Adapting Supply Chains at ADB SAFEGATE: Navigating Challenges in the Aviation Industry

ADB SAFEGATE prepares its supply chain to work quickly for its airport customers.

By Mark Lawton, Senior Editor at Knighthouse Publishing

In 2018, the supply chain for ADB SAFEGATE was impacted by “insane weather,” says Melanie James, director of supply chain for the Americas. “We were caught a little off guard. Whether it was major snow events, hurricanes or earthquakes, we were able to react very quickly.  There were times it was costly, from expediting fees to freight, we did what had to do to take care of our customers.”

Reacting quickly is what counts when working with airports. But that skill to react quickly takes a lot of preparation and agility.

A Century

Adrien de Backer, a Belgium businessman, started ADB in 1920. The company originally sold floodlights and light organs to theaters, operas and movie houses, and later expanded into lighting for outdoor sports grounds, churches and monuments. In the late 1940s, ADB diversified into airfield lighting and visual guidance systems and by 1951 had a contract with NATO for eight air bases.ADB Safegate info box

Safegate, which develops gate systems for airplanes, was founded in 1973 and merged with ADB in 2015. Today, ADB SAFEGATE is a market leader that has worked with more than 2,500 airports in 175 countries. “We can provide everything from A to Z: lighting for taxiways, de-icing, control systems for power and vault,” James says.

ADB SAFEGATE aims to help airports with every aspect of traffic control and guidance including approach, runway and taxiway lighting, tower-based traffic control systems and intelligent gate and docking automation. “We are starting to work with airports to get planes in and out faster, from approach to departure,” James explains. “Our goal is to help our customers improve their operational performance through integrated, data-driven solutions.”

Shorter Timelines

The supply chain operation at ADB SAFEGATE is responsible for sourcing, storing and transporting more than 6,000 items. “It’s a diverse portfolio and there is quite a bit of customization,” James notes. “For one particular light, there might be multiple versions. We are always working to reduce that and use as many parts as we can across multiple families of items.”

Managing the supply chain has become more challenging over the 13 years James has been with the company.

Our timelines are becoming shorter and shorter,” she explains. “Our products are custom and we have long lead times. We work closely with our supply chain to shorten these lead times via long term forecasting and building a partnership with our suppliers.”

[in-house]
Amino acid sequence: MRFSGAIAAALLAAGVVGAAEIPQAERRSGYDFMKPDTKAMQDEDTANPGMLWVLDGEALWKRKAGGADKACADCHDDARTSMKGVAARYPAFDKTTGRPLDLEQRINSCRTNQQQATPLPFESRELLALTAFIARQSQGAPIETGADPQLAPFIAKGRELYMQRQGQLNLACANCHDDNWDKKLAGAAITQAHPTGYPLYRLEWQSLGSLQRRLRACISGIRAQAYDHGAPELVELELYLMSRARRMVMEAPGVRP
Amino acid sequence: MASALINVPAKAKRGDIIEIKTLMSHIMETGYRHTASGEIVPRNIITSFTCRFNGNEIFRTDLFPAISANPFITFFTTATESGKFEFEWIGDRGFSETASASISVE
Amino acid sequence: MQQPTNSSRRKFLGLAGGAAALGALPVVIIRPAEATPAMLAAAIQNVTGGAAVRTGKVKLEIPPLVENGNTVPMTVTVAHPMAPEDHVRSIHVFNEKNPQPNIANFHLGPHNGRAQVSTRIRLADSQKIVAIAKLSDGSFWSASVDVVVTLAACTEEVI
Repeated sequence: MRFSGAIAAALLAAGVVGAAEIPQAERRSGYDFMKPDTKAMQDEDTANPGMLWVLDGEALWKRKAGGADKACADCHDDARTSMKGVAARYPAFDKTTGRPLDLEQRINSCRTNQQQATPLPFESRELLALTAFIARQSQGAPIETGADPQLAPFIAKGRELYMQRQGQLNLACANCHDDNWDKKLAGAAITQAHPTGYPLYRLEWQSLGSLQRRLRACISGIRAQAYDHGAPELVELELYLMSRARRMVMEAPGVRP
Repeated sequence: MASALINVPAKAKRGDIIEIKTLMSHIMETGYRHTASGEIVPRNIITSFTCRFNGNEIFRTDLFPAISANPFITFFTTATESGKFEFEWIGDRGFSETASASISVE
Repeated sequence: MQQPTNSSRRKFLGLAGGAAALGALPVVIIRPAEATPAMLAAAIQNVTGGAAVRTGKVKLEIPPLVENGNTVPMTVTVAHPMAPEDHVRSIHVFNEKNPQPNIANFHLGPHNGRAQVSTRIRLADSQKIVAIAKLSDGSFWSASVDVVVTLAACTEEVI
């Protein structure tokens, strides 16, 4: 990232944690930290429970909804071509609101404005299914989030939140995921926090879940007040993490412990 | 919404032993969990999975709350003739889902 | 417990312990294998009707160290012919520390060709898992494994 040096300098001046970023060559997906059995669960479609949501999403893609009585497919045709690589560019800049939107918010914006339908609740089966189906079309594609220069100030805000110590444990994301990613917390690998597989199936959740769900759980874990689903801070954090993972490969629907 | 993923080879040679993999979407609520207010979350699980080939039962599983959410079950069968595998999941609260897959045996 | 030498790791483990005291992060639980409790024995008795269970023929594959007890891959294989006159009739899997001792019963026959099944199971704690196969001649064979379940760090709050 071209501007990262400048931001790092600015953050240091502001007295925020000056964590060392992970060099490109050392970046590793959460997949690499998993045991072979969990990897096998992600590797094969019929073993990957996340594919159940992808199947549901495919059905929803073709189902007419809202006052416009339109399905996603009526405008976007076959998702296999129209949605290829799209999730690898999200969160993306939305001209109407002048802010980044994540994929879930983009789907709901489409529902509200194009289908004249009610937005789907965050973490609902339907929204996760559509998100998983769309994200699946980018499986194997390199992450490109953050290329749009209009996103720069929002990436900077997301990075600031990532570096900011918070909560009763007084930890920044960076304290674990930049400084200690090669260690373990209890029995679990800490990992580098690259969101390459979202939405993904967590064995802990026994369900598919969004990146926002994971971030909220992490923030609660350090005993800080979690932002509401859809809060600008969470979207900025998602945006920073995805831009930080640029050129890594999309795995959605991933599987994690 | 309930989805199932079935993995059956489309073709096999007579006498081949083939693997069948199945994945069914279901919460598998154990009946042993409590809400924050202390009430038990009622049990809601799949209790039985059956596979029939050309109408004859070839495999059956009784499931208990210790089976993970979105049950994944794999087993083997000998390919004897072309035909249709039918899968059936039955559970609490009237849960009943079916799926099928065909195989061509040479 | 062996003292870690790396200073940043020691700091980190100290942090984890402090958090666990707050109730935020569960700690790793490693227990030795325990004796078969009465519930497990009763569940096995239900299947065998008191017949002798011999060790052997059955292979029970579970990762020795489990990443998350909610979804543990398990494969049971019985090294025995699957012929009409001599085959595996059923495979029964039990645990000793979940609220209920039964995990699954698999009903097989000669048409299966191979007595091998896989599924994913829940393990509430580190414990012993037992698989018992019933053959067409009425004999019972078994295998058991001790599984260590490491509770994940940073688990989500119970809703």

Recent changes in the electronics industry also pose a challenge. In early 2018, lead times on electronics got a lot longer for a variety of reasons including smartphone and smart car manufacturers buying up supplies of semiconductor chips, along with chips and other components constantly getting smaller or evolving in other ways.

“Electronics are a big part of the makeup of our products,” James says. “We make sure our supply chain is deep but it’s a balance – you can’t hold years and years of inventory.”

Treated at Partners

James and her department respond by finding other suppliers or working with engineers to find components that do the same things. “It takes time with approvals and checks,” she says.

To prepare, the supply chain department at ADB SAFEGATE conducts a yearly risk assessment of items and sources with all of its suppliers. The assessment reviews financial aspects, contingency plans, quality, on-time delivery, whether ADB SAFEGATE has a single or several suppliers for a product, volume, lead times and other aspects.

For its core group of 20 to 25 suppliers, ADB SAFEGATE does monthly “report cards” and meets with them regularly. “These suppliers we treat as partners,” James says. “They understand our business and what we need and work with us if we have inventory reduction projects or technology upgrades. They are also making sure their supply chain is deep, audited and protected so we don’t get into a situation where we’re caught [unprepared]. Those are the suppliers who make us successful.”

After its most recent risk assessment, the supply chain department introduced new suppliers, found some suppliers that were geographically closer and reduced its total number of suppliers.

The company also decided to move its source of castings from overseas to closer to its Columbus, Ohio headquarters. “This is due in some cases to tariffs, inventory reduction and freight reduction,” James says. “This will lead to reduced lead times which will translate to increased customer satisfaction.”

Getting Buy-in

The market continues to evolve and ADB SAFEGATE has to change with it. “As we continue to grow, we are seeing big projects all over,” James says. “We always try to stay in front of it. We are only as good as weakest link in the supply chain.”

Successfully managing the supply chain requires working closely with her team of 12 professionals. “Teams have to understand the reason for an expansion or a project,” James says. “If I roll out a new tool or change, I have to get buy-in.”

That buy-in applies to other departments at ADB SAFEGATE along with its vendors. “Any project that we work on regardless of the size or scope it needs to be a win-win for all involved,” James says.